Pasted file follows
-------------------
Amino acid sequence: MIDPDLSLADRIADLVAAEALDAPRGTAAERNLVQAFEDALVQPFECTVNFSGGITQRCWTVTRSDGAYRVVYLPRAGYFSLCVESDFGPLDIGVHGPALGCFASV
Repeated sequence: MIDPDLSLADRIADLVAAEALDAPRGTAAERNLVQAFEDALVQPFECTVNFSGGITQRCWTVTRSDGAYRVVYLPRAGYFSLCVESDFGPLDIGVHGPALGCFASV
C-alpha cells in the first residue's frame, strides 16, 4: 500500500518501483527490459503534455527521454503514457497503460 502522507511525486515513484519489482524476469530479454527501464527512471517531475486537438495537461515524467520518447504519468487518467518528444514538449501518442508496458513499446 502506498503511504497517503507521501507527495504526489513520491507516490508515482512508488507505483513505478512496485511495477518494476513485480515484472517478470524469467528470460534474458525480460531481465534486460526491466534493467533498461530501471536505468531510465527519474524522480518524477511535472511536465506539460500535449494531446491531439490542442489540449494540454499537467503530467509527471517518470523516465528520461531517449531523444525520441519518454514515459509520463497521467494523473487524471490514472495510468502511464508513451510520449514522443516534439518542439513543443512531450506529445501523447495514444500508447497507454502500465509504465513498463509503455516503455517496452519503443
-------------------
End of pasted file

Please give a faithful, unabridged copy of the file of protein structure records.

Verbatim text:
Amino acid sequence: MIDPDLSLADRIADLVAAEALDAPRGTAAERNLVQAFEDALVQPFECTVNFSGGITQRCWTVTRSDGAYRVVYLPRAGYFSLCVESDFGPLDIGVHGPALGCFASV
Repeated sequence: MIDPDLSLADRIADLVAAEALDAPRGTAAERNLVQAFEDALVQPFECTVNFSGGITQRCWTVTRSDGAYRVVYLPRAGYFSLCVESDFGPLDIGVHGPALGCFASV
C-alpha cells in the first residue's frame, strides 16, 4: 500500500518501483527490459503534455527521454503514457497503460 502522507511525486515513484519489482524476469530479454527501464527512471517531475486537438495537461515524467520518447504519468487518467518528444514538449501518442508496458513499446 502506498503511504497517503507521501507527495504526489513520491507516490508515482512508488507505483513505478512496485511495477518494476513485480515484472517478470524469467528470460534474458525480460531481465534486460526491466534493467533498461530501471536505468531510465527519474524522480518524477511535472511536465506539460500535449494531446491531439490542442489540449494540454499537467503530467509527471517518470523516465528520461531517449531523444525520441519518454514515459509520463497521467494523473487524471490514472495510468502511464508513451510520449514522443516534439518542439513543443512531450506529445501523447495514444500508447497507454502500465509504465513498463509503455516503455517496452519503443